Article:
How to Recognize Sleep Apnea
In the case of sleep apnea, your airway becomes blocked either partially or completely while you’re sleeping. Sucking the tongue into the back of the throat causes this condition. Snoring, daytime drowsiness, and gasping awakenings are the most noticeable symptoms of sleep apnea. There are additional symptoms of sleep apnea that are often dismissed by Mayfair, Northeast Philadelphia dentist. You may have sleep apnea, and here are six unexpected warning symptoms.
Having to Get Up to Pee Often During the Night
The need to use the bathroom repeatedly during the night may indicate sleep apnea. Many various conditions can lead to the condition known as nocturia; however, obstructive sleep apnea is a common source of this symptom. Insomnia prevents nighttime urination by decreasing the synthesis of anti-diuretic hormone (ADH). Having a more acute awareness of your own need to use the restroom is another side effect of shallower sleep.
Experiencing Morning Headache Pains
When the causes of sleep apnea are considered, it is not shocking that people who experience frequent awakenings during the night tend to have headaches first thing in the morning. Add insufficient oxygen to the brain and poor quality sleep, and you have a recipe for headaches. These are typical morning headaches, and they affect both sides of the brain.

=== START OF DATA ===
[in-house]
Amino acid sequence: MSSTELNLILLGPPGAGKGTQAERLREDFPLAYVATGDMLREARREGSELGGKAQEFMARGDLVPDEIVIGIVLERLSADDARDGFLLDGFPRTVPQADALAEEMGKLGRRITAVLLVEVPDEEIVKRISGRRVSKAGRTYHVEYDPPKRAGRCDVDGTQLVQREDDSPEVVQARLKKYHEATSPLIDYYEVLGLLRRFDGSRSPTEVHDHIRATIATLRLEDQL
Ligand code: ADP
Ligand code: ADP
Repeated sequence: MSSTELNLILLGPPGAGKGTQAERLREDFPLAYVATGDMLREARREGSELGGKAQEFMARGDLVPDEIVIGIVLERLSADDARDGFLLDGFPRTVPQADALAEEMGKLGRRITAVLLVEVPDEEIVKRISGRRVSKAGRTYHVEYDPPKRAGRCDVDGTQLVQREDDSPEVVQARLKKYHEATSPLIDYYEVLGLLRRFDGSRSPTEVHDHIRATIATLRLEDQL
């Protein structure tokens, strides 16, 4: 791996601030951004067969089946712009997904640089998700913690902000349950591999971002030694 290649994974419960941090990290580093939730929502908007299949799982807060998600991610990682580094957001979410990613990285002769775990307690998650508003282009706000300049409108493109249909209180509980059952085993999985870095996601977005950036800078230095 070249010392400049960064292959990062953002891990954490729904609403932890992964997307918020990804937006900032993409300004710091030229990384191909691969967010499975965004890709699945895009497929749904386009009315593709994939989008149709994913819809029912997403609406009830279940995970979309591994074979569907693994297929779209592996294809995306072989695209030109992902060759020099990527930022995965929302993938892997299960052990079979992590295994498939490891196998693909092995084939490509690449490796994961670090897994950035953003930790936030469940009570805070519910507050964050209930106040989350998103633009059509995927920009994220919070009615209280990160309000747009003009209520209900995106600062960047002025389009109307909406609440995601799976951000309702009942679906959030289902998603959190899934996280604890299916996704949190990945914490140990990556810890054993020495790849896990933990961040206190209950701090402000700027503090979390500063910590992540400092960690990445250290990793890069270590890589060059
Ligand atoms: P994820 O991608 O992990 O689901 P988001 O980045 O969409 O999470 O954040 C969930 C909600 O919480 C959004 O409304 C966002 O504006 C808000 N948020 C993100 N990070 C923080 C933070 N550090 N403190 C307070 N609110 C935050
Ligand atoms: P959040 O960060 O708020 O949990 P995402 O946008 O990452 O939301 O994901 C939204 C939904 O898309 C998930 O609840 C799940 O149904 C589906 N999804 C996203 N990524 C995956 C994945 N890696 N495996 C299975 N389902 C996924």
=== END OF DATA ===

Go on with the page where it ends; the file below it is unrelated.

Empty Sense of Taste
A common complaint of those who suffer from obstructive sleep apnea is waking up with a dry mouth. Patients with sleep apnea sometimes mouth-breathe subconsciously in an effort to improve oxygen intake. It’s possible that mouth dryness and a sore throat could result from this type of breathing. The “annoying” condition you’ve been having could actually be a sign of a more serious sleep disorder and the possibility of sleep apnea.
Someone is likely to develop sleep apnea if they are taking two or more drugs to treat high blood pressure but are still having trouble maintaining normal blood pressure levels. When people with sleep apnea regularly stop breathing while asleep, their sympathetic nervous system is stimulated, leading to a rise in blood pressure.
Reflux of Acidic Foods
It’s tempting to blame an overly rich meal for your nocturnal heartburn or acid reflux. However, you may want to have your sleep checked if you frequently wake up with acid reflux. Acid from the stomach can reflux up into the esophagus more frequently in those with sleep apnea because the lower esophageal sphincter is weakened by the condition.